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On Thursday, a team led by archaeologist James Chatters reported in the journal Science that they'd found a big piece of the puzzle: the most complete skeleton of such antiquity ever found in the Americas, between 12,000 and 13,000 years old. The skeleton contains both the craniofacial features of ancient Paleoamericans and mitochondrial DNA possessed by latter-day Native Americans.
he skeleton, dubbed "Naia" (an ancient Greek name related to water nymphs) by her discoverers, belonged to a teenage girl who fell more than 100 feet to her death nearly a half mile inside an elaborate network of karst caves that were largely dry at the end of the Pleistocene. Divers who found Naia in the cave on Mexico's Yucatán Peninsula named her watery grave Hoyo Negro ("Black Hole" in Spanish).
Without any bone collagen for radiocarbon dating, the team triangulated the skeleton's age by determining the age of calcite crystals known as "florets" growing on the bones, carbon-dating nearby bat guano, and carbon-dating Naia's tooth enamel.
Chatters speculates that ancient Americans' morphology may have changed as their living conditions changed. As highly mobile hunter-gatherers became more settled, evolutionary processes may have selected for more domestic traits and temperaments, resulting in the softer, rounder features seen in the faces of Native Americans.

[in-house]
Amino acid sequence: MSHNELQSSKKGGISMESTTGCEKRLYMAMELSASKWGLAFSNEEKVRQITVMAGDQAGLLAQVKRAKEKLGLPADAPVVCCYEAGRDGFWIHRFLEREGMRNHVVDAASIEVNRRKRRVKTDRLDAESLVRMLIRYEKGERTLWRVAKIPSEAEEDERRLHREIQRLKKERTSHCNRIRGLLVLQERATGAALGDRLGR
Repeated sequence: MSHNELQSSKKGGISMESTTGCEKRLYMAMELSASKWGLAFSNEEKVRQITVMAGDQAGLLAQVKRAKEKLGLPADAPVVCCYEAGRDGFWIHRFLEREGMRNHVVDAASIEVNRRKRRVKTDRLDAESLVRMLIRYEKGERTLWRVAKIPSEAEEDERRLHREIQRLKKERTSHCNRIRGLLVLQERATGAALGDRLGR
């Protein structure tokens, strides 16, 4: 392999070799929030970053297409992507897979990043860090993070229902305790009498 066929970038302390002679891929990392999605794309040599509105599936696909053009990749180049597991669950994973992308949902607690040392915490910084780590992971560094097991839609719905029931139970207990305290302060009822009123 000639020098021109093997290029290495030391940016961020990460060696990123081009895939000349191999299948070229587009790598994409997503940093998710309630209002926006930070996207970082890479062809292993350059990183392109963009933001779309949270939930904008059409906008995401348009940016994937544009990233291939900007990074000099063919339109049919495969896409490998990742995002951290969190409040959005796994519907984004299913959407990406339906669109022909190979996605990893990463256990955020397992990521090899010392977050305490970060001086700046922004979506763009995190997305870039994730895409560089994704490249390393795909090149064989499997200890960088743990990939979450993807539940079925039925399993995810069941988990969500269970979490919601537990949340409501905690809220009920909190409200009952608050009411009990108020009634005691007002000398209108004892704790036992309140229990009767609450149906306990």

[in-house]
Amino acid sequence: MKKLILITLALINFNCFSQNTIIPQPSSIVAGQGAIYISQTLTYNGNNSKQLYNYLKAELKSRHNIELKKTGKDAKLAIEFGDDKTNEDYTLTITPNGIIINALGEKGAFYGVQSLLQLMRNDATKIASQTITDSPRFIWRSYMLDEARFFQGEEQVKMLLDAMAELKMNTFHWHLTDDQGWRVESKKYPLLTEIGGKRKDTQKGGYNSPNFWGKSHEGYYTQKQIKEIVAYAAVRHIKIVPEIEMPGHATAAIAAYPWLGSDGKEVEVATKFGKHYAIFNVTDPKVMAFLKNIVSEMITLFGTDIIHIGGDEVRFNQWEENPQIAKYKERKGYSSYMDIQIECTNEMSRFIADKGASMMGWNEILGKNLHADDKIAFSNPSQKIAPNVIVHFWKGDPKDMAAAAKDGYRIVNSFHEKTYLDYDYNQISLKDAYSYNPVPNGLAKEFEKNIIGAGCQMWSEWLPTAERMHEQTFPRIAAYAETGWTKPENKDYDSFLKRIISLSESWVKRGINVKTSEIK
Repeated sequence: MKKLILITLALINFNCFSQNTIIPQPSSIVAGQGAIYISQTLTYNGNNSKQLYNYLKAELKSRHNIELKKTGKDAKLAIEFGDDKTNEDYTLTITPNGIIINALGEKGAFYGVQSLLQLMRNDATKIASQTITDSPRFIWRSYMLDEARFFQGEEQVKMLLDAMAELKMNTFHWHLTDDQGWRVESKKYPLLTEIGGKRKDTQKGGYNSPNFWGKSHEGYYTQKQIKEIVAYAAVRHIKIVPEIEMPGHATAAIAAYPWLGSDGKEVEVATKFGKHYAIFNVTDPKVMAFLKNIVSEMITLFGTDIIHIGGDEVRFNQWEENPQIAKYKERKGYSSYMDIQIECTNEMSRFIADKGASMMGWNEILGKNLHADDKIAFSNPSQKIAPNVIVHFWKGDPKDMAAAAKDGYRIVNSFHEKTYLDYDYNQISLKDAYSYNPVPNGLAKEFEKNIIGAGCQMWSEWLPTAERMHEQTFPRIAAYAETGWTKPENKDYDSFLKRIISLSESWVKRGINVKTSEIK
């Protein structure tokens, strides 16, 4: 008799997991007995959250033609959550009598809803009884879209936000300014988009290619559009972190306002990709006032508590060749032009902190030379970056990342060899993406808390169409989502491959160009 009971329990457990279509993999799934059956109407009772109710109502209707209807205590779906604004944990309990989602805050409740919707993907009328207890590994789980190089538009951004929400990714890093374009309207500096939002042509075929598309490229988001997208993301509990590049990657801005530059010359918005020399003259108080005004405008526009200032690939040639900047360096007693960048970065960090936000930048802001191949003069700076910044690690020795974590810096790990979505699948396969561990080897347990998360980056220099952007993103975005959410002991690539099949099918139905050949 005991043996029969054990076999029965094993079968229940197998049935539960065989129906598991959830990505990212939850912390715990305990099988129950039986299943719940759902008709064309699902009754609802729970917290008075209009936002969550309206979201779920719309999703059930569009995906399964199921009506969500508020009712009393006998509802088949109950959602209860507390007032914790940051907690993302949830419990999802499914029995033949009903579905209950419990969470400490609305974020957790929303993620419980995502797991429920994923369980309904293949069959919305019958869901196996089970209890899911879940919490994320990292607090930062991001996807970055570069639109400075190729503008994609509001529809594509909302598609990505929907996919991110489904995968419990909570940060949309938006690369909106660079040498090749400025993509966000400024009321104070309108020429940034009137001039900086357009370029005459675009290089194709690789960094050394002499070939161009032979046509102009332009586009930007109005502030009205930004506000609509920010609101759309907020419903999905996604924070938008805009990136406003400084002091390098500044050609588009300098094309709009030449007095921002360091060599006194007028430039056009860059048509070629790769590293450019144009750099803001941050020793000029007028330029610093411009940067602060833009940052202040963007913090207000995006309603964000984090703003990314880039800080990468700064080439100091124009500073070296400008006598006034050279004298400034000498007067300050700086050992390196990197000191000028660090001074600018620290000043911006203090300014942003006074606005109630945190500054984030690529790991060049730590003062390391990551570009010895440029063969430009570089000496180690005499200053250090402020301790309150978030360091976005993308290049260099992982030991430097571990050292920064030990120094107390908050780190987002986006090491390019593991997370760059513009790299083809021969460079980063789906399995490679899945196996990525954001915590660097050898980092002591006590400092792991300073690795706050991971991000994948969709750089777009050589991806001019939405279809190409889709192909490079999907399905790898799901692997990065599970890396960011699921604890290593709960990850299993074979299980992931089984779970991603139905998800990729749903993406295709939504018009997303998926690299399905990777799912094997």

"You start seeing these more domestic forms when females have more control over the food supply, when they're not so dependent on aggressive men," Chatters said. He added that this process of neotenization—the retention of some juvenile traits—can be seen in populations across the Northern Hemisphere between the late Pleistocene and modern times.
Speculation about the potential drivers of evolutionary change is not part of the team's study.
the team triangulated the skeleton's age by determining the age of calcite crystals known as "florets" growing on the bones, carbon-dating nearby bat guano, and carbon-dating Naia's tooth enamel.